Community engagement at the CCS
Drs Catherine Carmichael and Karen Alt introduce the CCS Community Engagement initiative.
We build resilient relationships between researchers and consumers, fostering community engagement to support the research efforts of the CCS.
Why is this important?
- To raise awareness in community and patient groups about how medical research is performed.
- Allows active participation of community representatives in identifying key research priorities and experimental questions within the CCS.
- Provide researchers with a unique perspective on the impacts of specific health conditions on patients, carers and their family members.
- Provide transparency in research and enable rapid dissemination of research findings to the broader community.
- Enhance community understanding of the importance of basic research if cures or treatments are to be found and implemented.
- Enhance public confidence in research and raise awareness of research programs within the CCS.
At the Central Clinical School, our world leading translational researchers study a diverse range of disease and health conditions. Please look through our different research groups, listed under specific diseases, to find out more and identify groups or research areas that best suit your own personal experience and/or interest area.
Bleeding disorders View
Dr Catherine Carmichael, head of the Leukaemia modelling and therapeutic discovery group, describes her group’s research understanding the mechanisms of AML development, and identifying new ways to treat this blood cancer subtype.
Dr Omer Gilan explores the epigenetic landscapes of leukaemia cells and the role they play in the response and resistance to therapy, adaptation and the maintenance of the leukaemic and stem-like state. Ultimately, his goal is to develop strategies to reset the cells back to the normal state for therapeutic benefit.
Human brain tumours (gliomas) generally afflict young individuals in their 30s-60s with significant implications for the person as well as their family / carers. In the Neuroimmunology, Neuroinflammation and Neurological Diseases lab (Monash Dept of Neuroscience) our research focuses on glioblastoma. Glioblastoma is the most aggressive form of primary brain cancer and currently there are no effective treatment modalities available for its eradication. Individuals suffering from glioblastoma have a life expectancy of ̴12-18 months. Hence therapies that combat this devastating disease are desperately needed. Dr Monif and her colleagues have been able to show that a protein called, P2X7 Receptor (P2X7R) is expressed in glioblastoma cancer cells as well as glioma associated immune cells (microglia). Their research is now focusing on blocking of P2X7R (with compound drugs) as a way of reducing tumour cell growth and proliferation. They are hoping to take their findings in the lab to a future phase I human clinical trial.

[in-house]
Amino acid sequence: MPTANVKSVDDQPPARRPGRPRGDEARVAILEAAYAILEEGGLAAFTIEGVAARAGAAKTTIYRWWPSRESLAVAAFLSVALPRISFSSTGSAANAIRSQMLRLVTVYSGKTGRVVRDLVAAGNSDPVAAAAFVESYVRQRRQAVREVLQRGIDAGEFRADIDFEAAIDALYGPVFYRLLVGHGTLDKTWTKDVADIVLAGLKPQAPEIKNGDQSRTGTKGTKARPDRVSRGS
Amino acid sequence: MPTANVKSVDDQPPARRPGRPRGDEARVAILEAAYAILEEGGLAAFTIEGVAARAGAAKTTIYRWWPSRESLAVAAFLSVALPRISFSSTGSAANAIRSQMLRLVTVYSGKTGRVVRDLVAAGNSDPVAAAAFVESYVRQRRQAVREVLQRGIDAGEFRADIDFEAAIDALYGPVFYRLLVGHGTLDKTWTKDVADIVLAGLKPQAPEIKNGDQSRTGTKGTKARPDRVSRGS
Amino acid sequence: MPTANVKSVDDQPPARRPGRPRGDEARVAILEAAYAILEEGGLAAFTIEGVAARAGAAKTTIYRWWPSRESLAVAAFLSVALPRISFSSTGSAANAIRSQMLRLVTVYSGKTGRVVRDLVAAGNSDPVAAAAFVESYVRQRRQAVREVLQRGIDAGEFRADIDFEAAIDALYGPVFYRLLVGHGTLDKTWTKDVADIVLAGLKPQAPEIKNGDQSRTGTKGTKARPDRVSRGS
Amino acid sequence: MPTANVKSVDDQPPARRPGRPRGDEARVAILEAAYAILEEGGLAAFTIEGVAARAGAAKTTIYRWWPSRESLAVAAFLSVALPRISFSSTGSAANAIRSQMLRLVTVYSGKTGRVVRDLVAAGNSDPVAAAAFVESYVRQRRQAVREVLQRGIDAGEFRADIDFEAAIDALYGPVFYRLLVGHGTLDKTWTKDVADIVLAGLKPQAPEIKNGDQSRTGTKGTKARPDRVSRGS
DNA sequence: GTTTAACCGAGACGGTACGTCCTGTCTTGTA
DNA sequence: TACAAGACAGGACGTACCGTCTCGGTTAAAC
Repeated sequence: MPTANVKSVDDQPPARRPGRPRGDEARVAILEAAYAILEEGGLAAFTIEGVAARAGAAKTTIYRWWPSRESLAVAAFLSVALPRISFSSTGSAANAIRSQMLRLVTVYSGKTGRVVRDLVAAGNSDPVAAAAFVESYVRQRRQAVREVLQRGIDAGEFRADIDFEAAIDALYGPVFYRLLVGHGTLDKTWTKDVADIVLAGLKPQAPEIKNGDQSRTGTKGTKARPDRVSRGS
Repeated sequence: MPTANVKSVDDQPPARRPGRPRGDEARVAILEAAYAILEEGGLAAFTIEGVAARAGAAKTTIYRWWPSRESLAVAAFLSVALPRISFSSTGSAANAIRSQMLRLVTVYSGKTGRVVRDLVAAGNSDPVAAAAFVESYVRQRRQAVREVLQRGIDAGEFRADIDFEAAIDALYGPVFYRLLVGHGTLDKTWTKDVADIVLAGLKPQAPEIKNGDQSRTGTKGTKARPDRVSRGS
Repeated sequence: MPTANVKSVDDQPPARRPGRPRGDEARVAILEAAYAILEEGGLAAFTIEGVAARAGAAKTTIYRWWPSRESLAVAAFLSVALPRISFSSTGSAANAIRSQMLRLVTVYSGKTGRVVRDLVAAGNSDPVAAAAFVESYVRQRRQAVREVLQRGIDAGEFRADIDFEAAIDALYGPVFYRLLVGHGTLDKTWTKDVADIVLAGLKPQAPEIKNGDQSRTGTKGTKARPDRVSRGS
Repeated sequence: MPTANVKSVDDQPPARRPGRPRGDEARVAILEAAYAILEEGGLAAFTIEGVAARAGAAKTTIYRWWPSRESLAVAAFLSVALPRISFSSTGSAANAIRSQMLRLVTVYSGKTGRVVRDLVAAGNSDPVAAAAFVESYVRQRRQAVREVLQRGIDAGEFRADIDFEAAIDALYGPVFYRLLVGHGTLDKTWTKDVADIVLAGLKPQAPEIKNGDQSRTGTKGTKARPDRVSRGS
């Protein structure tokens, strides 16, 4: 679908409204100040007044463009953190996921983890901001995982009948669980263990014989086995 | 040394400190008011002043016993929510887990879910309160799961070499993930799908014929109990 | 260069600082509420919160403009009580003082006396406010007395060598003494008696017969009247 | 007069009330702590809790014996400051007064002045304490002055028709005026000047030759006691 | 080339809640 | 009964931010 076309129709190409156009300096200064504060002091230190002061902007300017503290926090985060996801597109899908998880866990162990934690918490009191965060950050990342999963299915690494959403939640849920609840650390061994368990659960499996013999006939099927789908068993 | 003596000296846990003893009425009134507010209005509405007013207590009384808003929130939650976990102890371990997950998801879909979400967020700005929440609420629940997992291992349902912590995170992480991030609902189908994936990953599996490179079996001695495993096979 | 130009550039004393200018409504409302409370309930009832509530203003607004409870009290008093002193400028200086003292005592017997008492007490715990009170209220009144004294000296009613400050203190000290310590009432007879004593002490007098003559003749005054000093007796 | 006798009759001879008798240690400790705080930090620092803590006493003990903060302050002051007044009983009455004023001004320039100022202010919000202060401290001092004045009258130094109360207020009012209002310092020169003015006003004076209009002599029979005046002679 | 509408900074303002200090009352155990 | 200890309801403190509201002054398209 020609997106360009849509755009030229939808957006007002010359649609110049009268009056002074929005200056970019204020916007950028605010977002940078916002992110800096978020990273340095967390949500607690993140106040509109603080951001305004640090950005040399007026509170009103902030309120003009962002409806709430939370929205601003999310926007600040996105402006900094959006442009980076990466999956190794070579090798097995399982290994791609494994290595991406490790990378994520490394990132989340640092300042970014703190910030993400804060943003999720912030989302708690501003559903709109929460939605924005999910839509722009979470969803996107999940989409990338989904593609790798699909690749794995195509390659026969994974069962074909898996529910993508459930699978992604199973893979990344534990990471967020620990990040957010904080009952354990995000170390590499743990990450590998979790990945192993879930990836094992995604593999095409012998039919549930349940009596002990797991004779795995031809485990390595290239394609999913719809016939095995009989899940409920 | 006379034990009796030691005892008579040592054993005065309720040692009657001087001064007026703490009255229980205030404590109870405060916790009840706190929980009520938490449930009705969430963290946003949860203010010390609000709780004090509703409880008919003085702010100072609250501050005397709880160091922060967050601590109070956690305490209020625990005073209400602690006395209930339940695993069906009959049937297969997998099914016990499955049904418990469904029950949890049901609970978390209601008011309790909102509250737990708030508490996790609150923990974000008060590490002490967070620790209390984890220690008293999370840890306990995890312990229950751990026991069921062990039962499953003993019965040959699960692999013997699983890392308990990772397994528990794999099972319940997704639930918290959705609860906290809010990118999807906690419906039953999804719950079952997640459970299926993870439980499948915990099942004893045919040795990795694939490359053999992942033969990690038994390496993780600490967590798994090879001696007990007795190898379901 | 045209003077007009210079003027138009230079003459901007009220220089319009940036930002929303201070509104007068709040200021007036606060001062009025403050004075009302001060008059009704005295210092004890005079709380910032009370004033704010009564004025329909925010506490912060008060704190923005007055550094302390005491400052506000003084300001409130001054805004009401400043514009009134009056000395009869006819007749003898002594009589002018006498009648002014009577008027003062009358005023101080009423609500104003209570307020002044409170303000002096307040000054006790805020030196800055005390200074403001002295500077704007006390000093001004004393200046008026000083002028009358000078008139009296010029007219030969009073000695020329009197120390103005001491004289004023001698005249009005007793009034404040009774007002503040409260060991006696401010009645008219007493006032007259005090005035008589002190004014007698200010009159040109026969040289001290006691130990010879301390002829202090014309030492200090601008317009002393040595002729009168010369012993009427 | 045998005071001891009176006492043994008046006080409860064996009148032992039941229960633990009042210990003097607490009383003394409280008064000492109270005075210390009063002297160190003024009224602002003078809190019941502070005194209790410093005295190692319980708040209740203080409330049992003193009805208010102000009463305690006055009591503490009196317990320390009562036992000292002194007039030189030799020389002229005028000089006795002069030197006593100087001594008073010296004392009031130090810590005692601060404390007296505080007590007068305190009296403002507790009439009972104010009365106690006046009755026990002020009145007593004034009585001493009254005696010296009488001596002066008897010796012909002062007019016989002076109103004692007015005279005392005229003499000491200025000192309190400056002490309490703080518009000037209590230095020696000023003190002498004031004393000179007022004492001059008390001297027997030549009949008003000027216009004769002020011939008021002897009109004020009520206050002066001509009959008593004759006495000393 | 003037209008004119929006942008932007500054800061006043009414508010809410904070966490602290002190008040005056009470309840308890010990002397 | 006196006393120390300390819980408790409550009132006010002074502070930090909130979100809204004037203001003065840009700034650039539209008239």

Neurological disorders View
Dr Mastura Monif leads the Neuroimmunology, Neuroinflammation and Neurological Diseases Laboratory. Her research goals are to understand the neuroinflammatory and neuroimmunological processes in a number of neurological conditions. This research is transitional in nature involving bed (hospital) to bench (laboratory) neuroscience approaches. The key disease states that we focus on are Multiple Sclerosis, Autoimmune Encephalitis, and Human Gliomas. We also collaborate with many other groups focusing on a number of other neurological and neuroinflammatory illnesses.
Australian Autoimmune Encephalitis Consortium Project
Neuroimmunology, Neuroinflammation and Neurological Diseases Laboratory
A/Prof David Wright leads the Preclinical Imaging Research Group. He researches the development and implementation of advanced imaging techniques and analysis methods for the study of disease. With the generous support of FightMND and the Bethlehem Griffiths Research Foundation, A/Prof Wright is currently investigating the glymphatic system as a biomarker and novel therapeutic target for MND. You can read more about this exciting project here.
Professor Helmut Butzkueven is an international leader in translational research in Multiple Sclerosis (MS). He leads the Multiple Sclerosis Clinical Neuroimmunology Reserach Group.
Multiple Sclerosis (MS) is a chronic neuroinflammatory condition with associated demyelination and neurodegeneration.
The most common type of MS is relapsing-remitting (RRMS) where new symptoms occur in isolated
attacks (relapses) which can lead to transient or permanent neurological deficits. MS generally affects
those in their early 30s and 40s and therefore the lifelong burden of disease can be devastating. In
this study we will be examining biomarkers in the blood that could be used for accurate diagnosis of
MS relapse. The data obtained can also be used for improving our understanding of the role of innate
immune system in MS flare and aid in development of targeted therapies for treatment of MS flare
up. Find out more.
We are proud to partner with the Alfred Foundation in supporting community engagement at the CCS.
The Central Clinical School (CCS)’s Consumer and Researcher Engagement (CCS CARE) program was initially developed in 2020 by Dr Catherine Carmichael (Chair) and Dr Karen Alt (Co-chair) within the Australian Centre for Blood Diseases (ACBD), to improve community engagement across the precinct. The CCS CARE program is defined by a genuine drive to establish authentic, long-term connections between researchers within the CCS and people in the community who have a lived experience of the diseases or health conditions we research (commonly referred to as consumers or advocates). The program was founded upon the firm belief that engagement with people impacted by the health conditions that we study is vital to ensure that our research is appropriate, accessible and relevant to patients, carers and family members.